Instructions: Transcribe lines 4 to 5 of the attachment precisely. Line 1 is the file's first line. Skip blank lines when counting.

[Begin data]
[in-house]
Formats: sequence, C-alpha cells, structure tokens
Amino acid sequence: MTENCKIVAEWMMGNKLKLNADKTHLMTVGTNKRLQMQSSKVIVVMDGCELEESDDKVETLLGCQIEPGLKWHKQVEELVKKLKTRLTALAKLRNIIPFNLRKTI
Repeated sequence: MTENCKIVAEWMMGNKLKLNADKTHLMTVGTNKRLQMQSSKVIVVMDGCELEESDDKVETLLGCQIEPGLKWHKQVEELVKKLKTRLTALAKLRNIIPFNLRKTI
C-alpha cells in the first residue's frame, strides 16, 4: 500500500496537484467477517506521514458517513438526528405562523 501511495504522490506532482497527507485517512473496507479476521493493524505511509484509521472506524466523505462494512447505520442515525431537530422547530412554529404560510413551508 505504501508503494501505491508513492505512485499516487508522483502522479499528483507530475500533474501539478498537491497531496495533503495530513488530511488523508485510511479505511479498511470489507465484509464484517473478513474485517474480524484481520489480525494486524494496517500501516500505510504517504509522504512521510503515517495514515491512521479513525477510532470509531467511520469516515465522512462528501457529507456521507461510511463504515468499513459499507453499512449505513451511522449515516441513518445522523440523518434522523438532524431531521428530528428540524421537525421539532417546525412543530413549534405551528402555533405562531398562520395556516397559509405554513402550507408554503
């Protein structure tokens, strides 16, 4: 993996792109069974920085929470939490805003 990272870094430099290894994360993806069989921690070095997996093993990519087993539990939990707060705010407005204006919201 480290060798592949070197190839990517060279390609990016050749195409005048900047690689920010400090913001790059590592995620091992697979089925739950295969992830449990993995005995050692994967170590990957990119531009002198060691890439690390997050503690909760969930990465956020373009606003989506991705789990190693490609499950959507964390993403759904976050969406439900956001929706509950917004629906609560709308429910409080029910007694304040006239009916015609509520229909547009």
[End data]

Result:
Repeated sequence: MTENCKIVAEWMMGNKLKLNADKTHLMTVGTNKRLQMQSSKVIVVMDGCELEESDDKVETLLGCQIEPGLKWHKQVEELVKKLKTRLTALAKLRNIIPFNLRKTI
C-alpha cells in the first residue's frame, strides 16, 4: 500500500496537484467477517506521514458517513438526528405562523 501511495504522490506532482497527507485517512473496507479476521493493524505511509484509521472506524466523505462494512447505520442515525431537530422547530412554529404560510413551508 505504501508503494501505491508513492505512485499516487508522483502522479499528483507530475500533474501539478498537491497531496495533503495530513488530511488523508485510511479505511479498511470489507465484509464484517473478513474485517474480524484481520489480525494486524494496517500501516500505510504517504509522504512521510503515517495514515491512521479513525477510532470509531467511520469516515465522512462528501457529507456521507461510511463504515468499513459499507453499512449505513451511522449515516441513518445522523440523518434522523438532524431531521428530528428540524421537525421539532417546525412543530413549534405551528402555533405562531398562520395556516397559509405554513402550507408554503